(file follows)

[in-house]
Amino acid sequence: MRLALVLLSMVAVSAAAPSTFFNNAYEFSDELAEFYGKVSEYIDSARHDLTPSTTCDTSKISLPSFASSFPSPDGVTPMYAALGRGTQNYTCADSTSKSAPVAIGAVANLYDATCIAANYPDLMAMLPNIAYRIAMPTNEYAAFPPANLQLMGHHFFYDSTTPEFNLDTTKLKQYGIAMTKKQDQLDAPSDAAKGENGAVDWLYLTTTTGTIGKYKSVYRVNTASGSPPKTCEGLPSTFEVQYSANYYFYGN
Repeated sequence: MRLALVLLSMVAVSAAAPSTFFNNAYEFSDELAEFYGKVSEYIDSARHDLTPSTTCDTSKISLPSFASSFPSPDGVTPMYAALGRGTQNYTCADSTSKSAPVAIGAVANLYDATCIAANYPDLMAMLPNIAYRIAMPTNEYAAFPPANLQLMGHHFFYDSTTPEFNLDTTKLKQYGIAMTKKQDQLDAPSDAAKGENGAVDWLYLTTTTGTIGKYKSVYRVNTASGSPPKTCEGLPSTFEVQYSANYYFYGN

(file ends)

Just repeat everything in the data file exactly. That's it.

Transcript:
[in-house]
Amino acid sequence: MRLALVLLSMVAVSAAAPSTFFNNAYEFSDELAEFYGKVSEYIDSARHDLTPSTTCDTSKISLPSFASSFPSPDGVTPMYAALGRGTQNYTCADSTSKSAPVAIGAVANLYDATCIAANYPDLMAMLPNIAYRIAMPTNEYAAFPPANLQLMGHHFFYDSTTPEFNLDTTKLKQYGIAMTKKQDQLDAPSDAAKGENGAVDWLYLTTTTGTIGKYKSVYRVNTASGSPPKTCEGLPSTFEVQYSANYYFYGN
Repeated sequence: MRLALVLLSMVAVSAAAPSTFFNNAYEFSDELAEFYGKVSEYIDSARHDLTPSTTCDTSKISLPSFASSFPSPDGVTPMYAALGRGTQNYTCADSTSKSAPVAIGAVANLYDATCIAANYPDLMAMLPNIAYRIAMPTNEYAAFPPANLQLMGHHFFYDSTTPEFNLDTTKLKQYGIAMTKKQDQLDAPSDAAKGENGAVDWLYLTTTTGTIGKYKSVYRVNTASGSPPKTCEGLPSTFEVQYSANYYFYGN